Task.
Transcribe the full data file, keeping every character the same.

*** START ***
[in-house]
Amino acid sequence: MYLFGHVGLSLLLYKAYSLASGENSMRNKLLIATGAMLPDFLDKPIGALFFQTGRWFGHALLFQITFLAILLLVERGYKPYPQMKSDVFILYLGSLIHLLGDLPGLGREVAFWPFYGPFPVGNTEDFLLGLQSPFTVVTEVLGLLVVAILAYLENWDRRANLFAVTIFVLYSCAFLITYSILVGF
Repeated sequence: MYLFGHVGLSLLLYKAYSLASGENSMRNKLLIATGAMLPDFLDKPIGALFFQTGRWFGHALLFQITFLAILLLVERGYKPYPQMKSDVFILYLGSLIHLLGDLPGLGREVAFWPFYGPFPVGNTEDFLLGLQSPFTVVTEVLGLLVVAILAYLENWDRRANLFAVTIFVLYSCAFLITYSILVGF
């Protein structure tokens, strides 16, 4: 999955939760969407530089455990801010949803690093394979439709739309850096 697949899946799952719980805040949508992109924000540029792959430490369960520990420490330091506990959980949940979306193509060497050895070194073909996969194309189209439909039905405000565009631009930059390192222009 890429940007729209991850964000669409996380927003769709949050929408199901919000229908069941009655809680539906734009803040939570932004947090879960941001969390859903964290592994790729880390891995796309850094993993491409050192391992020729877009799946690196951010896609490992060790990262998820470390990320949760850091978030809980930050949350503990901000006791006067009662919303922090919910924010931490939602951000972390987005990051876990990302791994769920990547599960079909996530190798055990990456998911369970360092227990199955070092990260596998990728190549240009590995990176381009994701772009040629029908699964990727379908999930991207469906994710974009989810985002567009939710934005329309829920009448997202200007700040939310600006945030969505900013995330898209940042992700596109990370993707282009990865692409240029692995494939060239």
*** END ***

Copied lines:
[in-house]
Amino acid sequence: MYLFGHVGLSLLLYKAYSLASGENSMRNKLLIATGAMLPDFLDKPIGALFFQTGRWFGHALLFQITFLAILLLVERGYKPYPQMKSDVFILYLGSLIHLLGDLPGLGREVAFWPFYGPFPVGNTEDFLLGLQSPFTVVTEVLGLLVVAILAYLENWDRRANLFAVTIFVLYSCAFLITYSILVGF
Repeated sequence: MYLFGHVGLSLLLYKAYSLASGENSMRNKLLIATGAMLPDFLDKPIGALFFQTGRWFGHALLFQITFLAILLLVERGYKPYPQMKSDVFILYLGSLIHLLGDLPGLGREVAFWPFYGPFPVGNTEDFLLGLQSPFTVVTEVLGLLVVAILAYLENWDRRANLFAVTIFVLYSCAFLITYSILVGF
């Protein structure tokens, strides 16, 4: 999955939760969407530089455990801010949803690093394979439709739309850096 697949899946799952719980805040949508992109924000540029792959430490369960520990420490330091506990959980949940979306193509060497050895070194073909996969194309189209439909039905405000565009631009930059390192222009 890429940007729209991850964000669409996380927003769709949050929408199901919000229908069941009655809680539906734009803040939570932004947090879960941001969390859903964290592994790729880390891995796309850094993993491409050192391992020729877009799946690196951010896609490992060790990262998820470390990320949760850091978030809980930050949350503990901000006791006067009662919303922090919910924010931490939602951000972390987005990051876990990302791994769920990547599960079909996530190798055990990456998911369970360092227990199955070092990260596998990728190549240009590995990176381009994701772009040629029908699964990727379908999930991207469906994710974009989810985002567009939710934005329309829920009448997202200007700040939310600006945030969505900013995330898209940042992700596109990370993707282009990865692409240029692995494939060239």